Finally, as for the project itself, they’re on Kickstarter from now for the next 29 days.  The Kickstarter variants start at $299 (though down the road retail will be $499). They’re currently planning on delivering this July.  I suspect that’s an achievable date, but as always, it’s Kickstarter.  And it shouldn’t be forgotten they’ve been the *only* Kickstarter sports tech project that came close to hitting their previous dates, missing it by only about 3-5 days if I remember correctly.  It also helps that manufacturing, supply, and the whole aero puzzle isn’t really new to them.  I think their single biggest risk is simply re-engineering their app side to not be cumbersome.  It needs to be super clean, super easy to use, and totally driven by a mobile phone. That’s the baseline for success in 2018 with a cycling device.

With that – thanks for reading!

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103 Comments

  1. Justin

    Garmin-Alphamantis where are you?

  2. Paul

    I am assuming that this could still be used as a basic powerpod if you don’t have a DFPM?

  3. Allan

    I was an owner of the old Velocomp’s Newton. Was my first “power meter” and serves as an excellent teacher.

    By the way, at “has both special hardware inside of it, as well as special hardware” (3rd paragraph) I think it should be hardware/software.

  4. matt

    So what about us existing PowerPod owners?

    Would love to get beta software upgrade for my powerpod and install the CdA app

    But I guess that isn’t really in Velocomp’s interest to sell me the new device?

    • Dan G

      Second post in two days where I’ve seen someone suggest a manufacturer should give them a new version of a product. Would you expect Ford to buy you a new car when a new model comes out because you bought one of the old ones?

    • Adam

      Not to mention that it’s completely technologically unfeasible to do what the AeroPod does with the PowerPod hardware, e.g. measuring wind yaw angle.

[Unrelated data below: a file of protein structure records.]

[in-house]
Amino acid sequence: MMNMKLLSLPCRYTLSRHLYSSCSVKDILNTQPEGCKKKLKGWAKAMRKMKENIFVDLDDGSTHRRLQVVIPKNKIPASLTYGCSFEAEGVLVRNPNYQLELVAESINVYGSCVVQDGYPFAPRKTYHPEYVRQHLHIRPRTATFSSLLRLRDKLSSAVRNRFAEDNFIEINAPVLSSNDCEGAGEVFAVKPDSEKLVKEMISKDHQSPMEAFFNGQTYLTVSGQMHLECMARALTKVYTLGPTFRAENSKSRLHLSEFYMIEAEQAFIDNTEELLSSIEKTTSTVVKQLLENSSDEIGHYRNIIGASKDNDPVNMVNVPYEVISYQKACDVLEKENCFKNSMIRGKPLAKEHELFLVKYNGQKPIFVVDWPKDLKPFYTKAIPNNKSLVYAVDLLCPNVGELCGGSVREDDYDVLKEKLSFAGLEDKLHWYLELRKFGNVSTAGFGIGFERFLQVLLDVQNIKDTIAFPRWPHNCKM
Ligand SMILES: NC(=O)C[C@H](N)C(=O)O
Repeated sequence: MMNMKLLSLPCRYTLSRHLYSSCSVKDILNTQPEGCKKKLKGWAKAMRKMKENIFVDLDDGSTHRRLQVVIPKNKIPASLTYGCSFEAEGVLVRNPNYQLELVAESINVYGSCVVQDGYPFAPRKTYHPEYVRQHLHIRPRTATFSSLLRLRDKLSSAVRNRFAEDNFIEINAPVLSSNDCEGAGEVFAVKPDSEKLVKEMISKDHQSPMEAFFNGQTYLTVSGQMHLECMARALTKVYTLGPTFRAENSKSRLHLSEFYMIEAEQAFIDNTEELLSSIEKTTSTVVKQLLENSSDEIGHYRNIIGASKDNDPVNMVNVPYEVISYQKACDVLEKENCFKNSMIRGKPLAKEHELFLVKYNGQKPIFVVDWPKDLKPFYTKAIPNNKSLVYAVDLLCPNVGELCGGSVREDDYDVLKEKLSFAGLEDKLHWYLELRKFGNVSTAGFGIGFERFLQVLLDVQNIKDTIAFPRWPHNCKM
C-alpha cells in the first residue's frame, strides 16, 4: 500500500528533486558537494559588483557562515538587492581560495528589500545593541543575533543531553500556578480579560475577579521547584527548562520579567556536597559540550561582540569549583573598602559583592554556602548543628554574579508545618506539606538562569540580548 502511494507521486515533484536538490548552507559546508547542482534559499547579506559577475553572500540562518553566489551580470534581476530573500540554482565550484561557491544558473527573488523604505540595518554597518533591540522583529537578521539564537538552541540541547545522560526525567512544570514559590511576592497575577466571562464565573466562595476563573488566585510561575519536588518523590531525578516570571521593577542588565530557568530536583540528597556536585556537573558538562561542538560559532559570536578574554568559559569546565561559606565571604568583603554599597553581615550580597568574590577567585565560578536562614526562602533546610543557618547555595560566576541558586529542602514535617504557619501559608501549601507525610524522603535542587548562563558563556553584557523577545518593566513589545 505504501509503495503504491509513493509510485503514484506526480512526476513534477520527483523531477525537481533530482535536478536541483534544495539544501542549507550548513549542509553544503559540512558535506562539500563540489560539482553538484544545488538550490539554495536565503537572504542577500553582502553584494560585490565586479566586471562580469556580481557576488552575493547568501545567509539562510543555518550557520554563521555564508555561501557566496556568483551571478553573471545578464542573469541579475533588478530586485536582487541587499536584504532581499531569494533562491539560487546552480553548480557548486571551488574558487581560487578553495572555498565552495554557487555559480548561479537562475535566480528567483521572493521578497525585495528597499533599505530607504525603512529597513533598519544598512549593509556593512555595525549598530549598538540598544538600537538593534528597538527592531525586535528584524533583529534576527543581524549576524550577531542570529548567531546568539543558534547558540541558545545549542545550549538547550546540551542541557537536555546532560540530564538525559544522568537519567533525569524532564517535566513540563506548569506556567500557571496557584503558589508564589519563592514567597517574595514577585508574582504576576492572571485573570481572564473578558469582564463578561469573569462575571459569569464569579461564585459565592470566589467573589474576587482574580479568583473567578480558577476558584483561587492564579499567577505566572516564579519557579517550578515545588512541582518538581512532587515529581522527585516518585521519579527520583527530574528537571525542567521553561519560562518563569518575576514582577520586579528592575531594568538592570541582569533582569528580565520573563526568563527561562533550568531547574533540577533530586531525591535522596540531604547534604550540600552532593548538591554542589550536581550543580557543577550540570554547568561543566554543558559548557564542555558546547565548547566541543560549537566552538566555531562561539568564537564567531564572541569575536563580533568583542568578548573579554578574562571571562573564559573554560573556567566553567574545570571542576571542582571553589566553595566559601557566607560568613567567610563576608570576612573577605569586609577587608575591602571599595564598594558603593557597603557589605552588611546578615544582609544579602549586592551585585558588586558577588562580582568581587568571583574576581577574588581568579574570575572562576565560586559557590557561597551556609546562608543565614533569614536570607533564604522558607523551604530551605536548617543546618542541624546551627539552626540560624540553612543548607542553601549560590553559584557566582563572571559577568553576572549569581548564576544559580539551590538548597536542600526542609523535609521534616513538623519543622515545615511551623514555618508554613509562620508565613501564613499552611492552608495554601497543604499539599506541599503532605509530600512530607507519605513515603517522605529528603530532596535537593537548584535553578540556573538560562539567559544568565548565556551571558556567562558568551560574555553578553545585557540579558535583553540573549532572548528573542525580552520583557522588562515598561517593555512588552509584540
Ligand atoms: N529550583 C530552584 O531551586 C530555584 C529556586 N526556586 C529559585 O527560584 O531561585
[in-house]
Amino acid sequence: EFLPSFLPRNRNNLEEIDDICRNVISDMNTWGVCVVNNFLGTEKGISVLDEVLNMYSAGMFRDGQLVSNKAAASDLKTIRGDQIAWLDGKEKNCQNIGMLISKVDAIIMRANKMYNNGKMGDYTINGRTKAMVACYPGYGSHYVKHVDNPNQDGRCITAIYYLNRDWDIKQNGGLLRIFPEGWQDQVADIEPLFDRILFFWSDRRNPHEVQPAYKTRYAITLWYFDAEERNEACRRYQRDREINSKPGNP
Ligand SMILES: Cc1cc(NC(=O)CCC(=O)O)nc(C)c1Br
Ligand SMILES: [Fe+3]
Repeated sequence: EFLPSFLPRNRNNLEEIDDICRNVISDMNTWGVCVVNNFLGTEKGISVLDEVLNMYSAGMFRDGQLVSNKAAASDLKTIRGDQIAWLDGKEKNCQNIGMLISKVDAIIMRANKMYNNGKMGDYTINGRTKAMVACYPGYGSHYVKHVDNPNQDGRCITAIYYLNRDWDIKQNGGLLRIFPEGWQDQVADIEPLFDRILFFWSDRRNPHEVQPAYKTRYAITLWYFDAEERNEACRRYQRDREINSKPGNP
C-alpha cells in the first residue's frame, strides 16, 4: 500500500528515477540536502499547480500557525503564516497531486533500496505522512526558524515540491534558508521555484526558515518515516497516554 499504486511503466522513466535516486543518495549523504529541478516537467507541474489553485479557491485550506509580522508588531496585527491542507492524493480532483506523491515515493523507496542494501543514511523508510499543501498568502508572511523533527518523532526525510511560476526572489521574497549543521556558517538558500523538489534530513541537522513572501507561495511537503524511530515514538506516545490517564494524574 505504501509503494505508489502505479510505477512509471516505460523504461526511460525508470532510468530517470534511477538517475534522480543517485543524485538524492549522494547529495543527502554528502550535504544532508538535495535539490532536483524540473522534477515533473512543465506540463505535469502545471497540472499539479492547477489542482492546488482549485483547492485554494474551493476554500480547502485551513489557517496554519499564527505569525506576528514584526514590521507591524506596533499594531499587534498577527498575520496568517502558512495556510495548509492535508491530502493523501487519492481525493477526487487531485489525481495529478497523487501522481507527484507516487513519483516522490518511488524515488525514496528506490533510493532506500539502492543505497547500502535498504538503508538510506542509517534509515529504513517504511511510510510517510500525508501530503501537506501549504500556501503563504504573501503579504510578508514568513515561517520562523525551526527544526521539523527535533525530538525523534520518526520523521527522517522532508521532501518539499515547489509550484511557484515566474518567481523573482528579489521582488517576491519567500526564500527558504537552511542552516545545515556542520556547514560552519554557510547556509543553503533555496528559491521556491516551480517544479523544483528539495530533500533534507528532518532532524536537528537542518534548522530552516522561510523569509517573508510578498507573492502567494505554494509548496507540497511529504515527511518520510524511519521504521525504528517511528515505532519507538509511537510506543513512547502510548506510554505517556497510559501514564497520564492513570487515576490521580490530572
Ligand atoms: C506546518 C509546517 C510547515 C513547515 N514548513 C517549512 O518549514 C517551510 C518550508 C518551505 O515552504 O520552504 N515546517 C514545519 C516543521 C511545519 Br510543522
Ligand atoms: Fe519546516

To carry on the car analogy, it’s like buying a Tesla and complaining that you can’t fly to Mars in it because SpaceX makes rockets now…

    • Lorne

      In the past Velocomp has been very good at offering upgrades to previous owners of their products. They would usually have a trade in program of sorts.

    • Mitch W

      This is NOT true that the old hardware cannot measure realtime CDA. This was offered as an upgrade with Newton cycling computers (powerpod’s older brother w/ display and same basic hardware) and has been for years:

      link to velocomp-llc.myshopify.com

      I have no doubt that this new product is more optimized for the job, but it doesn’t mean the old hardware cannot do it. It would certainly be reasonable to release the software as an upgrade (for a price) to existing users (with the caveat that the data may be x% more error-prone).

    • Don

      They did send a Tesla Roadster towards Mars though…

    • William Renfroe

      I think it would be more accurate to say the Velocomp claimed the Newton and Powerpod could be used with a DFPM to measure CdA. When I paired my Newton with a DFPM I did generate numbers that were probably somewhat related to CdA but the results were so unreliable as to be almost useless.
      Now they are saying, in effect, that this time they really can measure CdA.
      I’d love to see data to support the claims before I drink the Kool Aid aggain.

    • We did our original CdA work in 2008, with a product called the “iAero”. Its ideas were sound but there were problems with its implementation (mostly sensor quality), that eventually caused us to discontinue the product a year later.